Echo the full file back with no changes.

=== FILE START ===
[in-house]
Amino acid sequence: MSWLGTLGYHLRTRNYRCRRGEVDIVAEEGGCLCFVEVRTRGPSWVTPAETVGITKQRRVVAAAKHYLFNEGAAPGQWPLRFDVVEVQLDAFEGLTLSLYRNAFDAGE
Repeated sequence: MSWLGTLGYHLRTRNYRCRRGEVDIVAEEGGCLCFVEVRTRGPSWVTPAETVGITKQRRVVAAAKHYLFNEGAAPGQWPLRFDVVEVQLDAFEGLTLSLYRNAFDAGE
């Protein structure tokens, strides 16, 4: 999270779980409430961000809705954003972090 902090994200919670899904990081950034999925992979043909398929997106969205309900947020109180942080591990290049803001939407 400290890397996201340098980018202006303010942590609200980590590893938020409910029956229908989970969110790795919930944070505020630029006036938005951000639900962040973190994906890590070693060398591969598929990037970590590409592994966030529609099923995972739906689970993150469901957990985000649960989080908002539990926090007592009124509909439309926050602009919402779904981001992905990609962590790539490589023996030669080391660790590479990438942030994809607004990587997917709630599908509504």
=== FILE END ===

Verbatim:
[in-house]
Amino acid sequence: MSWLGTLGYHLRTRNYRCRRGEVDIVAEEGGCLCFVEVRTRGPSWVTPAETVGITKQRRVVAAAKHYLFNEGAAPGQWPLRFDVVEVQLDAFEGLTLSLYRNAFDAGE
Repeated sequence: MSWLGTLGYHLRTRNYRCRRGEVDIVAEEGGCLCFVEVRTRGPSWVTPAETVGITKQRRVVAAAKHYLFNEGAAPGQWPLRFDVVEVQLDAFEGLTLSLYRNAFDAGE
């Protein structure tokens, strides 16, 4: 999270779980409430961000809705954003972090 902090994200919670899904990081950034999925992979043909398929997106969205309900947020109180942080591990290049803001939407 400290890397996201340098980018202006303010942590609200980590590893938020409910029956229908989970969110790795919930944070505020630029006036938005951000639900962040973190994906890590070693060398591969598929990037970590590409592994966030529609099923995972739906689970993150469901957990985000649960989080908002539990926090007592009124509909439309926050602009919402779904981001992905990609962590790539490589023996030669080391660790590479990438942030994809607004990587997917709630599908509504």